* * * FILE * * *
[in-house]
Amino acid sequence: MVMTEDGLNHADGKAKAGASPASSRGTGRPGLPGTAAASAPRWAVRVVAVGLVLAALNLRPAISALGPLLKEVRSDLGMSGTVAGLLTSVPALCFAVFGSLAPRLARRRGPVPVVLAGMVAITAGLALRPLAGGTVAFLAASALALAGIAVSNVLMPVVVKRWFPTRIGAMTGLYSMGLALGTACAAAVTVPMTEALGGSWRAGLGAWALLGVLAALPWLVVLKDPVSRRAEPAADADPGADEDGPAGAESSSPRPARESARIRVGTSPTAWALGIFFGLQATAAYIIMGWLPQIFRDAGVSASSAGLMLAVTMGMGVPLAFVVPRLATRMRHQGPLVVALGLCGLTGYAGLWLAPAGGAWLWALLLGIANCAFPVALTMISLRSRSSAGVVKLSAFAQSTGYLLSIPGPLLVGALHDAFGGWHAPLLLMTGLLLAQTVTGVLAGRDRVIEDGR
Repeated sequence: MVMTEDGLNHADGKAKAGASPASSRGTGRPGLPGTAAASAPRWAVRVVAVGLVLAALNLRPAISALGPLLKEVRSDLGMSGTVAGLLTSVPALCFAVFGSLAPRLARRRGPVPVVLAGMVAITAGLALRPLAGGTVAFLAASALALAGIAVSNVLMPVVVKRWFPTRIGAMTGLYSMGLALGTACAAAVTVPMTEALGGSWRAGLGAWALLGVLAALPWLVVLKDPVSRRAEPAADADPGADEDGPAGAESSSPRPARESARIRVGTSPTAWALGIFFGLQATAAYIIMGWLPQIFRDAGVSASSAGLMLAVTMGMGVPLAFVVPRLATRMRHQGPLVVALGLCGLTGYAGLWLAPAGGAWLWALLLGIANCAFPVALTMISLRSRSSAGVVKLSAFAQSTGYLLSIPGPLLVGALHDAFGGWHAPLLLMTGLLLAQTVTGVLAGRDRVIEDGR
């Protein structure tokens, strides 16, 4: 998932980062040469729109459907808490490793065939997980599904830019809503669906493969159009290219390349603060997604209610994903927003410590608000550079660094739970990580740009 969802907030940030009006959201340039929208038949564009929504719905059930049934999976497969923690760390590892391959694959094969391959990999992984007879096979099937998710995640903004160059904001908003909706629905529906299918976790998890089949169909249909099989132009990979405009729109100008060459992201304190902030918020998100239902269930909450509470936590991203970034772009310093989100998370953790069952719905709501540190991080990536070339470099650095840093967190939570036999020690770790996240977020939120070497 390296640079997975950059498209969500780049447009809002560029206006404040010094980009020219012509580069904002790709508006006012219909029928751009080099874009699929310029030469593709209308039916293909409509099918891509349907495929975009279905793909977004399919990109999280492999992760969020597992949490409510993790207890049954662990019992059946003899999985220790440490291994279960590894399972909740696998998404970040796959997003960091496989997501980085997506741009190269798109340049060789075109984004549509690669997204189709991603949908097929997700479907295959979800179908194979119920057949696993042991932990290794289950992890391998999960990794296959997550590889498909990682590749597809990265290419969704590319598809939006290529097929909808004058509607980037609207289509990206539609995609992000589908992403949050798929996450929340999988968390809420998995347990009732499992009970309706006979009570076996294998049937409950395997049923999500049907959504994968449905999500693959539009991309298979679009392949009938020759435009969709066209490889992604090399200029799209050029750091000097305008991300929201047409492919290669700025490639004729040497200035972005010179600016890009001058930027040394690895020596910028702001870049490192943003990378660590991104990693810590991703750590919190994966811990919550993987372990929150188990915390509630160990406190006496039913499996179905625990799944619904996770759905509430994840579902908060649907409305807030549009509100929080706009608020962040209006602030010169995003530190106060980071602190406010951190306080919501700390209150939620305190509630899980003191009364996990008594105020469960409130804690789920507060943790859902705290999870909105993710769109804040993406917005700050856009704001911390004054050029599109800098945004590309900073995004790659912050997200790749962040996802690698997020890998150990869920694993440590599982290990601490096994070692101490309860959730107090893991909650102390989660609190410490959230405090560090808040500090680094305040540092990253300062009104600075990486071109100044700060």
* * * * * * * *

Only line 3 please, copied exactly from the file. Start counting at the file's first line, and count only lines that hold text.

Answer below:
Repeated sequence: MVMTEDGLNHADGKAKAGASPASSRGTGRPGLPGTAAASAPRWAVRVVAVGLVLAALNLRPAISALGPLLKEVRSDLGMSGTVAGLLTSVPALCFAVFGSLAPRLARRRGPVPVVLAGMVAITAGLALRPLAGGTVAFLAASALALAGIAVSNVLMPVVVKRWFPTRIGAMTGLYSMGLALGTACAAAVTVPMTEALGGSWRAGLGAWALLGVLAALPWLVVLKDPVSRRAEPAADADPGADEDGPAGAESSSPRPARESARIRVGTSPTAWALGIFFGLQATAAYIIMGWLPQIFRDAGVSASSAGLMLAVTMGMGVPLAFVVPRLATRMRHQGPLVVALGLCGLTGYAGLWLAPAGGAWLWALLLGIANCAFPVALTMISLRSRSSAGVVKLSAFAQSTGYLLSIPGPLLVGALHDAFGGWHAPLLLMTGLLLAQTVTGVLAGRDRVIEDGR